One of the biggest problems clients complain about is a sense of feeling stuck. What does that mean and how do we help them? First of all, I feel it is important to understand that there is a flow of energy that moves in and through us. Thinking back to science class, we know that everything is made of atoms that are spinning around with mostly empty space between them. In solids the atoms are more closely packed together, so there is less energy, compared to gasses which are bouncing around wildly with a lot of energy. Liquids have more energy than solids, but less than gas. Since humans are approximately 65% water, that is a lot of energy moving within our bodies. Energy flows, but it needs a path to follow. Just like the law of electricity, we know that if a circuit is connected the energy will flow, but if there is break in the circuit the energy flow stops. To me, health is when there a flow of energy and we are able to be in relationship with others, nature and ourselves in a positive flow. When there are blockages in the flow there is discontent, frustration, anger and resentment. It can manifest in many different ways. We feel cut off and isolated. When we are not in the flow we look for ways to cope with the negative emotions and many people display depression, anxiety or turn to drugs or alcohol to numb the pain. Where are the blocks coming from? Is it our thoughts about what has happened in the past or a fear of the future? Is it emotional disconnect? Are we not able to take action and perform behaviors that we would like to do? Are we stuck in a system that limits our options? Look for the blockages in order to restore the flow. The blocks are our keys to healing.
What is missing?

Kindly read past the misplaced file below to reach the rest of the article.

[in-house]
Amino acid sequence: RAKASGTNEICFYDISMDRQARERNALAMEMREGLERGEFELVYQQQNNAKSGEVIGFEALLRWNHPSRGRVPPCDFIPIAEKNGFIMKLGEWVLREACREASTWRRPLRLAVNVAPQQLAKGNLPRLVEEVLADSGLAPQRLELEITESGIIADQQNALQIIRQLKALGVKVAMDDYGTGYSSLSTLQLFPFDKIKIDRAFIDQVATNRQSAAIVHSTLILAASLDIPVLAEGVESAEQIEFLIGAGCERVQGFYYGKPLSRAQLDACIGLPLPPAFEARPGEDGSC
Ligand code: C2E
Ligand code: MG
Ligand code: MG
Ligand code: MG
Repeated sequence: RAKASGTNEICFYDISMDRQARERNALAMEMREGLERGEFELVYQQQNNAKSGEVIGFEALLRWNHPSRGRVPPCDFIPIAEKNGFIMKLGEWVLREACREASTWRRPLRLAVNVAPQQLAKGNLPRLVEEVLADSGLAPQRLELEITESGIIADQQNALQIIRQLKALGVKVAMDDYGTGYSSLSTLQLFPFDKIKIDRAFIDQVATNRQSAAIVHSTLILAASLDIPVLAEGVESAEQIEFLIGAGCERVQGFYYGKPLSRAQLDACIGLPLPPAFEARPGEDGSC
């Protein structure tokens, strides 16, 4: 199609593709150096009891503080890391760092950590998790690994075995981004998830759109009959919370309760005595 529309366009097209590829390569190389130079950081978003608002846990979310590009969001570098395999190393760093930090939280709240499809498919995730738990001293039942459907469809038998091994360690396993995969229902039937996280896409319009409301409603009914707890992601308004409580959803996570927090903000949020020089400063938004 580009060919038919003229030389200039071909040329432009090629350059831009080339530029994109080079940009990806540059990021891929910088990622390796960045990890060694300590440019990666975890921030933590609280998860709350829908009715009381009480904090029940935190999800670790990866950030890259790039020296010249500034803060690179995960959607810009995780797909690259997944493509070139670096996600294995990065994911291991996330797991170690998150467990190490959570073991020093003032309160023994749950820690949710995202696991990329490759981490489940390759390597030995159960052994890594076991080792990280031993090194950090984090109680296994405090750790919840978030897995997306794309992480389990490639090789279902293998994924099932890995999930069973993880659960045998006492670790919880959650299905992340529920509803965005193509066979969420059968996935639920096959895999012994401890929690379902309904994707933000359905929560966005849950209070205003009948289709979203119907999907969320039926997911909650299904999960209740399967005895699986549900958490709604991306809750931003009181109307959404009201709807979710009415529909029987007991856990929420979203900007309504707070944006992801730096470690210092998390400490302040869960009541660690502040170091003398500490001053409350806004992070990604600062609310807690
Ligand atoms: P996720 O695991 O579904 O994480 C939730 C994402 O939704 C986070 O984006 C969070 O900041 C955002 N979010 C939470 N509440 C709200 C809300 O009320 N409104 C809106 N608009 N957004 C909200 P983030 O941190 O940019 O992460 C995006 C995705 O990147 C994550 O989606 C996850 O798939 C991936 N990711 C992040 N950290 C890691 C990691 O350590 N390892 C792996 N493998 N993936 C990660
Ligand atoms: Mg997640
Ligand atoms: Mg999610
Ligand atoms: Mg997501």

There are hundreds of counseling theories that give techniques and frameworks to explain how people can heal mental illness, cure addiction and lead healthy lives. There has been empirical research to prove that different theories work. There is no dispute that working through a theory with a client creates change. While the theory discusses how to create change with steps and techniques, what I see as missing in many theories is what has actually changed within the client. In the book, Common Factors in Couple and Family Therapy, The Overlooked Foundation for Effective Practice, by Sprenkle, Davis & Lebow, the authors attempt to explore the commonalities between differing theories in order to explain the confusing fact that seemingly opposing theories have about the same level of effectiveness. In the book they explore how concepts such as the therapeutic alliance, the counselor’s belief in their theory and the client’s motivation for change all affect the outcome with similar results despite which theoretical orientation is chosen. I agree with everything they say, but what I am proposing is that they missed something. What they didn’t discuss in the book is how using the theories opens people up to a greater flow with source. When a basic understanding of spiritual principles is learned, it then becomes obvious that the theories are opening up people to become more aligned with source and are therefore healing. It is the connection to source that allows each of us to glow in health. We are each more than the physical form, just like a lamp is more than just the base and shade. It is by connecting the lamp to source and allowing the energy to flow through it that it radiates light. We are also a conduit for energy to flow through us and illuminate with energy from source. For many of us, there are blockages in the wiring. It is not that the electricity isn’t there, it is that we have pinched ourselves off from the source and therefore the light that shines is dim. Light is a metaphysical term for understanding. When we light up we understand at a new depth. Each theory helps us to identify our blockages and therefore opens us up to a connection with source. Throughout this blog we will explore various counseling theories and techniques and how each one helps to open us up to the energy of a higher power, which is what leads to our healing.